I don’t know about you but I still get shy at times when shooting in densely populated areas. Despite growing up in New York City and always living in areas with lots of people, I admit that I am not always comfortable with people staring at me while shooting. Don’t get me wrong, it never prevents me from going out and getting shots, but it is something worth bringing up.
I remember shooting this diner on the west side of Manhattan. People walking around would stop, tilt there heads, and wonder why I would want to perch myself in front to shoot it. Then you have the people sitting inside, staring at me. All of this is static serving as a distraction to your concentration – if you let it.
Each photographer has their own way of achieving concentration. Some affix earbuds in their ears and listen to music while others just mentally tune it all out. And still some certainly welcome the cacophony of pedestrian and auto traffic noise. I am one of those latter sorts. I absolutely love the sound of city life. I absorb it and let it bring me to a state of peace. It is what I grew up with and am most comfortable around.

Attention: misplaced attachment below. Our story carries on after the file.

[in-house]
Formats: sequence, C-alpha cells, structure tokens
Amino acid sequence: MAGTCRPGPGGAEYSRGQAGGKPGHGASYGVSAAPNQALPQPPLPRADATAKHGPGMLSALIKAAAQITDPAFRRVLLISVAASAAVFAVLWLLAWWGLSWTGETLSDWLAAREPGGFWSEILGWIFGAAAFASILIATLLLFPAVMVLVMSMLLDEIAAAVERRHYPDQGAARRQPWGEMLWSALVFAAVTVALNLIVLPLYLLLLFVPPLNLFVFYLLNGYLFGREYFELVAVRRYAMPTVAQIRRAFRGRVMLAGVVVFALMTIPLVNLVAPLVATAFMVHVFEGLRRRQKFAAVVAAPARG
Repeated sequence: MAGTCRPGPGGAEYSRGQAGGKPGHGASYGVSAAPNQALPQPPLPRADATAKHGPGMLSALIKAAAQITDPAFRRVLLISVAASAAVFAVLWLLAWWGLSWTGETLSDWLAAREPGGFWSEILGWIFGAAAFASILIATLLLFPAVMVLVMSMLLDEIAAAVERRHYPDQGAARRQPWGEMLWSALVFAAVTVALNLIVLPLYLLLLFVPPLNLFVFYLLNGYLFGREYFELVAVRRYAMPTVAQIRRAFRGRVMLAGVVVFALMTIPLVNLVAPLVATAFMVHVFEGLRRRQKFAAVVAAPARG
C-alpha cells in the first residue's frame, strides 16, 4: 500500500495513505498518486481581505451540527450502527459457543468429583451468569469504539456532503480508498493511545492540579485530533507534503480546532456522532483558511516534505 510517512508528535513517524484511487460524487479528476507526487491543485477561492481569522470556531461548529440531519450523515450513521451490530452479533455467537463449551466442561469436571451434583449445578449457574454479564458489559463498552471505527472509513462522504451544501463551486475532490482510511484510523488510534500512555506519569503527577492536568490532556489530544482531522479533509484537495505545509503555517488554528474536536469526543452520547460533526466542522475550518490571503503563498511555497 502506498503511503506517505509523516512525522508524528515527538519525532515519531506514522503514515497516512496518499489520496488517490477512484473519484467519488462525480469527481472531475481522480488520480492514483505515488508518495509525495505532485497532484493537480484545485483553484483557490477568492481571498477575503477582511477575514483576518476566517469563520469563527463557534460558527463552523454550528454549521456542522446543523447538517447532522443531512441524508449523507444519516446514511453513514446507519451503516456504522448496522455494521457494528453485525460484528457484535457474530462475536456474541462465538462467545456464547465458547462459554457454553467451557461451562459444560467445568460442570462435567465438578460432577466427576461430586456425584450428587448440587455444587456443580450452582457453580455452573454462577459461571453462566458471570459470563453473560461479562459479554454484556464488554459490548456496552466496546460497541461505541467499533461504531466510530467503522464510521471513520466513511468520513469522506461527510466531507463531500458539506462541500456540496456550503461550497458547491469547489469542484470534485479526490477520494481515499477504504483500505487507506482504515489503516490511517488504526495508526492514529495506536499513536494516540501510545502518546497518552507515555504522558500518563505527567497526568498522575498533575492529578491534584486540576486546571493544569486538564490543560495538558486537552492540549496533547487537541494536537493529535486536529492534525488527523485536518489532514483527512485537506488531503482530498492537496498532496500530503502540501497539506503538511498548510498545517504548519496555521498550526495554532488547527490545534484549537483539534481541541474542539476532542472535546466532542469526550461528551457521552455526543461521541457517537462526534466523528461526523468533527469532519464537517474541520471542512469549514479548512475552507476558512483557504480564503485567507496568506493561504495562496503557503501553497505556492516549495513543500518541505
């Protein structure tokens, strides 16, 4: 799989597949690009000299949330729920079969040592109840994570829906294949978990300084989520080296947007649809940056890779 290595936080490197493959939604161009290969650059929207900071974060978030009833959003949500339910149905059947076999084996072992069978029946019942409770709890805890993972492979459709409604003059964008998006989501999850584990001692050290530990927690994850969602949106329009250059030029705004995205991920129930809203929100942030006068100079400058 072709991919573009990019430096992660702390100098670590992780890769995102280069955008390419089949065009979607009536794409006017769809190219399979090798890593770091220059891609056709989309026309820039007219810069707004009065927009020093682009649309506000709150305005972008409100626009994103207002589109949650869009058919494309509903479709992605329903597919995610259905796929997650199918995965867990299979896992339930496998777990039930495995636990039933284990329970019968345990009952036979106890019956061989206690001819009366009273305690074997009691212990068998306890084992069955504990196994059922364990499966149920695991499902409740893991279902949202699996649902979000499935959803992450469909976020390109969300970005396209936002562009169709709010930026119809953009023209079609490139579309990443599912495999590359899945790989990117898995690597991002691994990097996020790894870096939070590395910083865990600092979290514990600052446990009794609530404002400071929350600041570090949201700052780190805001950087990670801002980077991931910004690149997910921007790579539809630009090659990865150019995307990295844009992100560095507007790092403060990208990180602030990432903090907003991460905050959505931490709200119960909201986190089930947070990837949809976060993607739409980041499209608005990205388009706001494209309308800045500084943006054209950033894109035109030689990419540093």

The key is to acknowledge that there are going to be distractions but, even more importantly, it’s critical to know how you, as an individual photographer, can deal with and mitigate these distractions in order to find that peace of mind and concentrate on the image in front of you.
In terms of processing
This one goes back into ye ole’ archives. 2010 was the year. I got nine brackets using my trusty Promote Control. Tone-mapping happened in Photomatix.
Stylization occurred in PhotoTools 2.5 by. This was a combination of my favorite effect of all time, Blue Dawn Leonidas, and some Deep Forest Glow.
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